Not only is the location a new choice, the time standards have also been updated since 2012’s marathons. For many elite runners, the Olympic Trials, not the Olympics themselves are the goal, and this year it will be just a little bit harder to compete. In order to guarantee a paid trip as well as an invitation to the trials, men will have to run a 2:15 or under, and women will have to finish in 2:37 or under. If runners are willing to fly out themselves they can still compete in the trials, as long as they can manage to stay under a 2:18 (men) and 2:43 (women), which is a few seconds lower than the 2:19 and 2:46 qualifications needed to run at the 2012 trials. Half-marathon times will still be acceptable; men can compete with a 1:05 and women with a 1:15. USATF official and director of events, Jim Estes, told Newswire that, “The main thing in revising the standards is to continue to ‘raise the bar.’”

There’s no doubt a large amount of hopefuls will manage to make the times and head toward Los Angeles for either the Olympic Trials, or the Los Angeles Marathon. The most popular courses to yield Olympic Marathon Trials qualifying times are the Boston Marathon in April, and the Bank of America Chicago Marathon in October. The course that sent the most qualifiers, in 2012, however, was the California International Marathon, which had 47 qualifiers.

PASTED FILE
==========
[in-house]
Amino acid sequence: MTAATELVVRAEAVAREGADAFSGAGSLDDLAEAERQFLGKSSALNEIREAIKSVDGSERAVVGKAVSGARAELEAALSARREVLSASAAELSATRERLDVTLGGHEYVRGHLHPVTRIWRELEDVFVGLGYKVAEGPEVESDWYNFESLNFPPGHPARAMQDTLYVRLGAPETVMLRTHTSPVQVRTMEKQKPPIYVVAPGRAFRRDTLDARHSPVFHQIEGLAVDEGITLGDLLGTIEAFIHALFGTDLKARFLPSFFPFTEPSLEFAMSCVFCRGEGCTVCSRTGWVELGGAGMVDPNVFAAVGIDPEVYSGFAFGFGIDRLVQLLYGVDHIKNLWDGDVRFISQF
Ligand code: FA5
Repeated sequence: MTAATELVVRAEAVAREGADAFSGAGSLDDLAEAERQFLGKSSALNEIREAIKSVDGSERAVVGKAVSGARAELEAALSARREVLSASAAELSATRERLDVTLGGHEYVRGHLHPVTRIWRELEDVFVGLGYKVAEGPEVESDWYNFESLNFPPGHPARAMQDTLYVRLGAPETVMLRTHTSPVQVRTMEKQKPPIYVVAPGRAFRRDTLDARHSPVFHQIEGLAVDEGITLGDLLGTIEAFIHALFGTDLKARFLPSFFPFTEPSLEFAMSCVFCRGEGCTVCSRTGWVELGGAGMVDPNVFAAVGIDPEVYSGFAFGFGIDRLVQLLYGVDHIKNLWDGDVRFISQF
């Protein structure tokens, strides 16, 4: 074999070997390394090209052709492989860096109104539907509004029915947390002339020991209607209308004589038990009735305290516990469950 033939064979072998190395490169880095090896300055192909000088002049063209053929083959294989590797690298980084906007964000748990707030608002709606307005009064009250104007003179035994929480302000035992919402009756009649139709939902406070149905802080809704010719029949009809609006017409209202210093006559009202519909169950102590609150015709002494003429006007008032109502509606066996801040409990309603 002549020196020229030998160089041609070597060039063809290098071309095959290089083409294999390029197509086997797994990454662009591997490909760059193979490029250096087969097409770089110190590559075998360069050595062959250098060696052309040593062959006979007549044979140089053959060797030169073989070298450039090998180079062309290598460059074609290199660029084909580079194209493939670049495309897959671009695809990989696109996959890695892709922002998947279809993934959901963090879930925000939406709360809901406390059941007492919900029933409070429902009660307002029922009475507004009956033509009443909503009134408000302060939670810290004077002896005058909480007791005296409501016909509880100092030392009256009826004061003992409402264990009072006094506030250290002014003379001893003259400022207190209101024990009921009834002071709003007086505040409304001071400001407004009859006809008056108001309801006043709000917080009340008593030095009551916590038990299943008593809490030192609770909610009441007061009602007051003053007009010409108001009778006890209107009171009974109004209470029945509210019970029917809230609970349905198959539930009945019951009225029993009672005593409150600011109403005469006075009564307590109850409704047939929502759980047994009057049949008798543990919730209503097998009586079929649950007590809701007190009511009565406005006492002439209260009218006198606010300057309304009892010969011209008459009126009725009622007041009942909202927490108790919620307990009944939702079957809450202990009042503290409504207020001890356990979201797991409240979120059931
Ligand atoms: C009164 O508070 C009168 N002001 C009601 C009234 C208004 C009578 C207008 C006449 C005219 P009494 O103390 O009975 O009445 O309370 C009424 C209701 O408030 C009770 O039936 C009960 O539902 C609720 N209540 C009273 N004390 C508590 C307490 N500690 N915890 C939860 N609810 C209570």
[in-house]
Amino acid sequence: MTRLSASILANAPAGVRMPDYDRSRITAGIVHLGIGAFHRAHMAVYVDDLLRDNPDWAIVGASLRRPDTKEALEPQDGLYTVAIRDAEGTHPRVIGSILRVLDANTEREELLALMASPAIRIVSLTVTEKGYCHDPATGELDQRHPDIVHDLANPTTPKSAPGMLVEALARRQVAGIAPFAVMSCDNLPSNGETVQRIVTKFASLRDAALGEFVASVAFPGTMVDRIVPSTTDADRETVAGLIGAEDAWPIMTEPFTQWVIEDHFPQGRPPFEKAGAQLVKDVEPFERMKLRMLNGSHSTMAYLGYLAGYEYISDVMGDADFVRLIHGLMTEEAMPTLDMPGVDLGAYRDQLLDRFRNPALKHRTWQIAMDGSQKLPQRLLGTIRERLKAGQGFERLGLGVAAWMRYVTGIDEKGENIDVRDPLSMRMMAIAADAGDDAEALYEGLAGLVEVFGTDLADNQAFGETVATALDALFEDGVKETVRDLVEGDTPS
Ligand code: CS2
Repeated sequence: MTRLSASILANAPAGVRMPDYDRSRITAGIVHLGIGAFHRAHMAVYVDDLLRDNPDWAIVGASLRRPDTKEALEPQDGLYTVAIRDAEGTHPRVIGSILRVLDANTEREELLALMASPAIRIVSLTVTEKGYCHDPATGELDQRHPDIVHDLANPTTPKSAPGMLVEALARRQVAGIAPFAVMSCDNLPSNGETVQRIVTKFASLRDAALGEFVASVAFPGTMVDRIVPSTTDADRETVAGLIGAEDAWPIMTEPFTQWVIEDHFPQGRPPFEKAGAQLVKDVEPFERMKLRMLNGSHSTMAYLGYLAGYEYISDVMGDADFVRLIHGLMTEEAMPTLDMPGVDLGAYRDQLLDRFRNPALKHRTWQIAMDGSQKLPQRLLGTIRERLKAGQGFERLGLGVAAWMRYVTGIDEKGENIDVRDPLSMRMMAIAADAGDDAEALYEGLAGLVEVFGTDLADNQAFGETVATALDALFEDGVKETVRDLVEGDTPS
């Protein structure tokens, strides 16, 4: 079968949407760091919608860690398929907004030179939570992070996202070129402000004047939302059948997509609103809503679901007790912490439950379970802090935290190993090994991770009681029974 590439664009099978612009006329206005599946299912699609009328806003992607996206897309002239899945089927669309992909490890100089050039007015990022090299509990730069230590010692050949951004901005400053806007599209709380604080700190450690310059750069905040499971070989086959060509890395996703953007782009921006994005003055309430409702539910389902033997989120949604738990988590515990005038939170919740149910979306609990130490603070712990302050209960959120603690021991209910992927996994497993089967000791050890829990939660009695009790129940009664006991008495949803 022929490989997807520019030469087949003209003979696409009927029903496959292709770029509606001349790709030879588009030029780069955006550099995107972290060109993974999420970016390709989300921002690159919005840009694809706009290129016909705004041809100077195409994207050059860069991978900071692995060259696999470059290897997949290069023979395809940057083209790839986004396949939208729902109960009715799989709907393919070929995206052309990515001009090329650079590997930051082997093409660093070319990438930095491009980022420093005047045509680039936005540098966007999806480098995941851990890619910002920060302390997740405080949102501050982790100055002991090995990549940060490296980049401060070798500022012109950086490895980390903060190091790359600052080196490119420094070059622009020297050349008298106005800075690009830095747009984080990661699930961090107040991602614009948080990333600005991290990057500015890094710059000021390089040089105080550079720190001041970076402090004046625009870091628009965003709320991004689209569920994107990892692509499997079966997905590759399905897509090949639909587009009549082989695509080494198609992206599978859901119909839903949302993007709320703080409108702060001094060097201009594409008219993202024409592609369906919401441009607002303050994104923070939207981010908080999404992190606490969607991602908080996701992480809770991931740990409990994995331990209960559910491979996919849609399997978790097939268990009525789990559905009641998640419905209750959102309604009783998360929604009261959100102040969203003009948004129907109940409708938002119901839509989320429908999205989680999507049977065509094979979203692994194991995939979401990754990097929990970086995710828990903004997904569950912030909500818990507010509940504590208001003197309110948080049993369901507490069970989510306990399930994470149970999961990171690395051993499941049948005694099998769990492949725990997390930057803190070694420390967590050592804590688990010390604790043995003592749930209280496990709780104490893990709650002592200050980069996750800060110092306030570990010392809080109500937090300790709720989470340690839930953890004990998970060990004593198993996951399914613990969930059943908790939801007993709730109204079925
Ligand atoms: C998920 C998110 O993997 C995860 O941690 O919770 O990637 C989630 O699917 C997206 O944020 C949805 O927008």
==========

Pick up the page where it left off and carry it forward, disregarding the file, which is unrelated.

Elizabeth Eckhart is a news and entertainment writer that was born and bred in Chicago. She began running cross country and track in middle school, and hasn't stopped yet! She can be reached or followed on Twitter at @elizeckhart.

Interview With a Runner

Stephanie Baker, is our featured runner this week.  We have known her for over 10 years, since our days at Hamilton College. Steph lives in the Mount Pleasant neighborhood in Washington DC. She's an international policy analyst with a federal agency who loves both running and lifting heavy weights. She's a force to be reckon with - both on the race course and off!

How do you know us - Hot Bird Running?
I went to college with both Meghan and Jessica.

What are your current running goals? Are you training for anything? 
I'm currently recovering from an injury, so my main goal is to get back to running pain free!  I'm currently signed up for the Cherry Blossom 10-miler and DC Nike Women's Half Marathon and am focused on staying healthy so I can cross both of those finish lines!

Who or what inspires you to run?
Just being able to be outside, exploring new and familiar places inspires me to hit the pavement as much as I can.  and moving my body motivates me to hit the pavement.  10 years ago you never would have been able to convince me that I would run a mile, let alone 2 marathons.

What is your favorite running route/place to run?
In DC, I have a great 10-mile loop that takes me around the Capitol, National Mall, Lincoln Memorial and Rock Creek Parkway.  It is such a refreshing and inspiring run.

I also travel a lot to Paris for work, so when I'm there I run along the Seine and just take in the beauty of the City of Lights. I always pinch myself on those runs - it doesn't get better than that.

Who is your favorite person to run with and why?